Democrats worry about possible election conspiracy claims

House Speaker Nancy Pelosi wants the Democratic presidential candidate next year to score a landslide victory over President Trump.

If he lost by a narrow margin, she worries that Trump would challenge the result, claiming there had been a conspiracy to rig the election.  He might then refuse to leave office at the end of his term.

Her worry might seem far-fetched, but she notes that Trump continues to challenge Hillary Clinton’s nearly three million popular vote majority in 2016.  He claims there was massive illegal voting for her, though nobody has produced any evidence of it.

Pelosi’s solution would be for the Democrat to win by a large enough number of votes that it would be impossible to make a potentially believable claim that Trump’s defeat resulted from massive vote fraud.

Whatever they say about focusing mainly on the issues, the Democrats all have one principal goal – getting Trump out of the Oval Office.  Some assert he has made the country ripe for a major move to the left.

The Speaker argues that the party should pick a middle-of-the road candidate who could hold onto the Trump voters who voted for Democratic congressional candidates last year.  She does not see a winning answer to Trump politics being a radical turn to the left, as do some Democratic hopefuls.

She is concerned that Trump does not like or respect constitutional limits and practice.  He could seek to override the limits on his term in office by declaring a conspiracy-driven national emergency.  Given the Supreme Court’s partisan Bush-Gore decision in 2000, Trump might even hope for legal backing allowing him to hold onto power.

If this all seems like Nancy dreaming, it underrates the role of conspiracy thinking and false information in today’s political scene.  Fantastic stories are offered as explanation of major claims.  “Facts” are created to support these tales, even if there is no evidence for them.

The Washington Post Fact Checker, generally regarded as the best in the country, has documented more than 10,000 times since he took office when Trump has made a statement that was not true.  Many are repetitions.  He relies on manufactured facts to support policies he advocates.

He claims that those who oppose his misstatements are producing “fake news.”  It matters little to him that these reports can provide evidence.  Similarly, this way of viewing events might make possible charges of a conspiracy to commit vote fraud.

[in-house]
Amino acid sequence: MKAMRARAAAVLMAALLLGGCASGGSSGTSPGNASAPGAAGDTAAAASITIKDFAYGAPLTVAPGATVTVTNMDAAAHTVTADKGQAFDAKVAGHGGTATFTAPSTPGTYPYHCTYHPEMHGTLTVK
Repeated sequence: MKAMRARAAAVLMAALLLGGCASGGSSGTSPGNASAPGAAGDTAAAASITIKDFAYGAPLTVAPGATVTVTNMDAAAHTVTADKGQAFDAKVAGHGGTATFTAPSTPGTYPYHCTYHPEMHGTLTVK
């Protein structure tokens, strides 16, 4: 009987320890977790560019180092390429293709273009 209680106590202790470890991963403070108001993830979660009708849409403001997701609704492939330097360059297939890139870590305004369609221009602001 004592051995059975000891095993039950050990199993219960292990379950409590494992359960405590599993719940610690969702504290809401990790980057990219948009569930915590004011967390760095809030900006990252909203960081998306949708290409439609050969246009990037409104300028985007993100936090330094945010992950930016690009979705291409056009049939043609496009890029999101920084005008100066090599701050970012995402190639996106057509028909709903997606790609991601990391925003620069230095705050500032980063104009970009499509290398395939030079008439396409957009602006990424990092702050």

Just how widespread a conspiracy can extend is illustrated by the claim that vaccinations cause autism in children.  There is no evidence this is true.  The result has been the dangerous spread of measles and even some deaths.  The illness could have virtually been eliminated if people were vaccinated.

Trump’s own persistent claim that President Obama was not born in the U.S. is another example of a widespread but false belief spread by a claim lacking evidence.  Obama finally produced his birth certificate, but even that was questioned.  In light of Trump’s refusal to reveal his tax returns, Obama probably should have ignored him.

Who was responsible for the 9/11 attacks?  For the answer, you can pick from a menu of conspiracy theories, all stated with firm conviction.  Was the 2012 Sandy Hook school massacre in Connecticut a performance by actors and staged by gun opponents, leaving nobody really dead?  No facts, no evidence.

Did Russia try to influence the 2016 presidential election in favor of Trump, even if his campaign did nothing more than accept the help?  Conspiracy claim or fact?

A conspiracy balloon should be popped by solid facts reported by the independent media relying on evidence.  A lot of that is happening, but faces two problems.

First, newspapers and cable channels have lined up editorially for or against Trump and it may seem their news coverage is biased.  That’s all the more true when opinion is offered as if it were a news report.

The other reason the media may be mistrusted is that readers and viewers bring their prejudices with them.  If you readily believe in conspiracies, then you may look behind a straight news report to find a hidden meaning.  A wide sense of cynicism exists, making suspect any objective journalism.

That’s why Pelosi may be right about what her party needs.  Its candidate would not only win, but must win massively.  Only then could conspiracy be forced to the fringes.

Voters can’t be passive, but must make the effort to separate fact from opinion, rejecting unfounded conspiracies.  Even if free speech allows anything to be said, facts matter.

Gordon L. Weil

About Gordon L. Weil

Gordon L. Weil formerly wrote for the Washington Post and other newspapers, served on the U.S. Senate and EU staffs, headed Maine state agencies and was a Harpswell selectman.